A CMD file consists of a script containing one or multiple commands in the form of plain text that are run in order to execute various tasks. It is similar to a BAT file, which is also generally used to store a batch of executable commands. The CMD files are widely used in the Microsoft Windows operating system. These files were introduced in the almost in 90’s but still used in the latest Windows operating system. These files are generally written to execute more than one command in a sequence.
CMD file format
CMD is a file format used by CP/M-style executable programs. It is generally comparable with COM in CP/M-80 and EXE in DOS. A CMD file contains 1 to 8 groups of code or data and a 128-byte header. Each group can be up to 1 mb in size. CMD files can also contain relocation information and Resident System Extensions (RSXs) in its later versions. The CMD is a newcomer as compared with BAT file; used for MS-DOS before the release of windows In MS-DOS. Although, you can still save files with .bat extension today, many people use the .cmd extension to save their executable scripts.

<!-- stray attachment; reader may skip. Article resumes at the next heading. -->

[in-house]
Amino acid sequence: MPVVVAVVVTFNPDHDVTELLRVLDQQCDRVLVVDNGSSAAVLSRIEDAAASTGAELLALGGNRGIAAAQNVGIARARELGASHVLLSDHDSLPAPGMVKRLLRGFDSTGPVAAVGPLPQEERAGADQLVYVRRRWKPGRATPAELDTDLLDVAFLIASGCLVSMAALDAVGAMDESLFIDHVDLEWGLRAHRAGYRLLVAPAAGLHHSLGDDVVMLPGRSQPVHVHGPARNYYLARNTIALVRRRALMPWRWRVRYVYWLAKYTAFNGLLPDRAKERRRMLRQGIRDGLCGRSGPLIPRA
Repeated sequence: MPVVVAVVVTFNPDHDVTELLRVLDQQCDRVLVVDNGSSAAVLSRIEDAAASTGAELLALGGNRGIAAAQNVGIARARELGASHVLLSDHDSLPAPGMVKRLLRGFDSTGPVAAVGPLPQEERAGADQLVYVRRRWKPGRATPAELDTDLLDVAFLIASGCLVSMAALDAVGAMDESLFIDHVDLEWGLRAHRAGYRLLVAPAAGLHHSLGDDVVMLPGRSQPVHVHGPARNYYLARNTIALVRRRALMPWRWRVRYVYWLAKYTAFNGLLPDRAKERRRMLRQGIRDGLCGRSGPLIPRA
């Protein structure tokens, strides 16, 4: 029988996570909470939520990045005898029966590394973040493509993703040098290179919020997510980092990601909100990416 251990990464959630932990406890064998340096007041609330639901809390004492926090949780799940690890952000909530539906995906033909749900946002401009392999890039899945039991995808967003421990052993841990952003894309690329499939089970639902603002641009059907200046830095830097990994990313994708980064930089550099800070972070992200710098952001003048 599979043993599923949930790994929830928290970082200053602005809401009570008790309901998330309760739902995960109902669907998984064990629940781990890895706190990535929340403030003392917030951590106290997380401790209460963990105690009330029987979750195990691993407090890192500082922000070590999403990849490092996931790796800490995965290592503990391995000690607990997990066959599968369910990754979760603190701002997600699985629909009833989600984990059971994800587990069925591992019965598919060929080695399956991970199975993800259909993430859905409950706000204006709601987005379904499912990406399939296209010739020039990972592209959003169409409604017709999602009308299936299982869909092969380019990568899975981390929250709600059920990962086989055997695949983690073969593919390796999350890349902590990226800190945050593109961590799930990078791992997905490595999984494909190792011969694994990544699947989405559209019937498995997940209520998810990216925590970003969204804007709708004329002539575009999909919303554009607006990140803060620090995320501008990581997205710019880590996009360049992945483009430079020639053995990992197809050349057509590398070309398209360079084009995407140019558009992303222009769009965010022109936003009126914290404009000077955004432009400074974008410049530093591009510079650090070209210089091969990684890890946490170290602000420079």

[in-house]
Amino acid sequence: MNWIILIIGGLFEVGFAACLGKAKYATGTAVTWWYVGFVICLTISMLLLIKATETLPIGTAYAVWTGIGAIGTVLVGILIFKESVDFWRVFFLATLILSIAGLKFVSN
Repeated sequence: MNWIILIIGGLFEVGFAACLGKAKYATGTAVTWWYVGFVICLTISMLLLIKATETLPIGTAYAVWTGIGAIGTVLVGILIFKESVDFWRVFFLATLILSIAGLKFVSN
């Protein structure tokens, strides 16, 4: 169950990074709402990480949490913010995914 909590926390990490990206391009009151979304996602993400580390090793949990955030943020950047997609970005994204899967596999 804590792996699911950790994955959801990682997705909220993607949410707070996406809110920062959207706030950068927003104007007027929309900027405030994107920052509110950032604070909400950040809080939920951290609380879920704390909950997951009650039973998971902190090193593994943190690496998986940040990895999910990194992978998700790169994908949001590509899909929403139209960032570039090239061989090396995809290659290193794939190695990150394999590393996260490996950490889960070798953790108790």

CMD format Specification
The start of the header contains the list of the groups present in the file along with their types. Each type can be used one time at most. These types are:
Likewise Program Segment Prefix in DOS, the first 256 bytes of the data group are zero. They will be populated by CP/M-86 with the zero page. If there is no data group, then the first 256 bytes of the code group will be used instead.
CMD file example
Following is an example of a CMD script to show systems information.
:: This CMD script provides you with your operating system, hardware and network information.
TITLE My System Info
ECHO Please wait... Gathering system information.
ECHO OPERATING SYSTEM
systeminfo | findstr /c:"OS Name"
systeminfo | findstr /c:"OS Version"
systeminfo | findstr /c:"System Type"
systeminfo | findstr /c:"Total Physical Memory"
wmic cpu get name
ECHO NETWORK ADDRESS
ipconfig | findstr IPv4
ipconfig | findstr IPv6